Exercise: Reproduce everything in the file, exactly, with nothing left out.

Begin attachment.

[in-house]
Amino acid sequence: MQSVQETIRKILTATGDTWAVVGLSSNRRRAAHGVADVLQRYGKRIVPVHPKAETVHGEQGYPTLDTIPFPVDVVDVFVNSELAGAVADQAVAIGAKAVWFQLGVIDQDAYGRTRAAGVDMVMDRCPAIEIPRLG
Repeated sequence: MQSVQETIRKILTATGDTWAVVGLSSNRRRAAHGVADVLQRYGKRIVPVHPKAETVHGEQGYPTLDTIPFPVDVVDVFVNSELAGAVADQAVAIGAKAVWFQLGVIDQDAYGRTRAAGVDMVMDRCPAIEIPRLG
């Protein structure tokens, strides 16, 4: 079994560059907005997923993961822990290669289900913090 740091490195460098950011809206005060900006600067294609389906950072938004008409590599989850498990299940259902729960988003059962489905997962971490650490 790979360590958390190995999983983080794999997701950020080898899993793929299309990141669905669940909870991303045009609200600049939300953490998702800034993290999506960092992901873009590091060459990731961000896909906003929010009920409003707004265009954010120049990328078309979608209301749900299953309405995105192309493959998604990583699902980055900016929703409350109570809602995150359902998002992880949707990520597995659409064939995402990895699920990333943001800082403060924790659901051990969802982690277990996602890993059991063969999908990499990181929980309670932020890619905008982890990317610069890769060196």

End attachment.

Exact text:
[in-house]
Amino acid sequence: MQSVQETIRKILTATGDTWAVVGLSSNRRRAAHGVADVLQRYGKRIVPVHPKAETVHGEQGYPTLDTIPFPVDVVDVFVNSELAGAVADQAVAIGAKAVWFQLGVIDQDAYGRTRAAGVDMVMDRCPAIEIPRLG
Repeated sequence: MQSVQETIRKILTATGDTWAVVGLSSNRRRAAHGVADVLQRYGKRIVPVHPKAETVHGEQGYPTLDTIPFPVDVVDVFVNSELAGAVADQAVAIGAKAVWFQLGVIDQDAYGRTRAAGVDMVMDRCPAIEIPRLG
């Protein structure tokens, strides 16, 4: 079994560059907005997923993961822990290669289900913090 740091490195460098950011809206005060900006600067294609389906950072938004008409590599989850498990299940259902729960988003059962489905997962971490650490 790979360590958390190995999983983080794999997701950020080898899993793929299309990141669905669940909870991303045009609200600049939300953490998702800034993290999506960092992901873009590091060459990731961000896909906003929010009920409003707004265009954010120049990328078309979608209301749900299953309405995105192309493959998604990583699902980055900016929703409350109570809602995150359902998002992880949707990520597995659409064939995402990895699920990333943001800082403060924790659901051990969802982690277990996602890993059991063969999908990499990181929980309670932020890619905008982890990317610069890769060196």